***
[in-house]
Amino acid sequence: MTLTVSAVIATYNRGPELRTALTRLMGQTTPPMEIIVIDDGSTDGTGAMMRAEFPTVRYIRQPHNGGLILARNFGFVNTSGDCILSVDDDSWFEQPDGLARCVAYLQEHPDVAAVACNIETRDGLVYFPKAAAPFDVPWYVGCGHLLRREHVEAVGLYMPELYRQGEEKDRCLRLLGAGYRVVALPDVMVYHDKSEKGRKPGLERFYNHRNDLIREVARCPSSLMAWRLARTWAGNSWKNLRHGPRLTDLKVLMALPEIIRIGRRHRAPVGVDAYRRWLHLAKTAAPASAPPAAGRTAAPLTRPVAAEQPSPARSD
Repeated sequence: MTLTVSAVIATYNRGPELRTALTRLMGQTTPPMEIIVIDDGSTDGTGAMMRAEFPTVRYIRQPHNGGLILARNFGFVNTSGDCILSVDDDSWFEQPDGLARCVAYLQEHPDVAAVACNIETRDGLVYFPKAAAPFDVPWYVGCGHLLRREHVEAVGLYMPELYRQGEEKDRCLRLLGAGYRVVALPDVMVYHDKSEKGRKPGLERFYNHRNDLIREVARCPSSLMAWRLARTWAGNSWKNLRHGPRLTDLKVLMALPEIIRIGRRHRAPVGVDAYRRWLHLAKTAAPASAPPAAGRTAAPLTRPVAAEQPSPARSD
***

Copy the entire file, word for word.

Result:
[in-house]
Amino acid sequence: MTLTVSAVIATYNRGPELRTALTRLMGQTTPPMEIIVIDDGSTDGTGAMMRAEFPTVRYIRQPHNGGLILARNFGFVNTSGDCILSVDDDSWFEQPDGLARCVAYLQEHPDVAAVACNIETRDGLVYFPKAAAPFDVPWYVGCGHLLRREHVEAVGLYMPELYRQGEEKDRCLRLLGAGYRVVALPDVMVYHDKSEKGRKPGLERFYNHRNDLIREVARCPSSLMAWRLARTWAGNSWKNLRHGPRLTDLKVLMALPEIIRIGRRHRAPVGVDAYRRWLHLAKTAAPASAPPAAGRTAAPLTRPVAAEQPSPARSD
Repeated sequence: MTLTVSAVIATYNRGPELRTALTRLMGQTTPPMEIIVIDDGSTDGTGAMMRAEFPTVRYIRQPHNGGLILARNFGFVNTSGDCILSVDDDSWFEQPDGLARCVAYLQEHPDVAAVACNIETRDGLVYFPKAAAPFDVPWYVGCGHLLRREHVEAVGLYMPELYRQGEEKDRCLRLLGAGYRVVALPDVMVYHDKSEKGRKPGLERFYNHRNDLIREVARCPSSLMAWRLARTWAGNSWKNLRHGPRLTDLKVLMALPEIIRIGRRHRAPVGVDAYRRWLHLAKTAAPASAPPAAGRTAAPLTRPVAAEQPSPARSD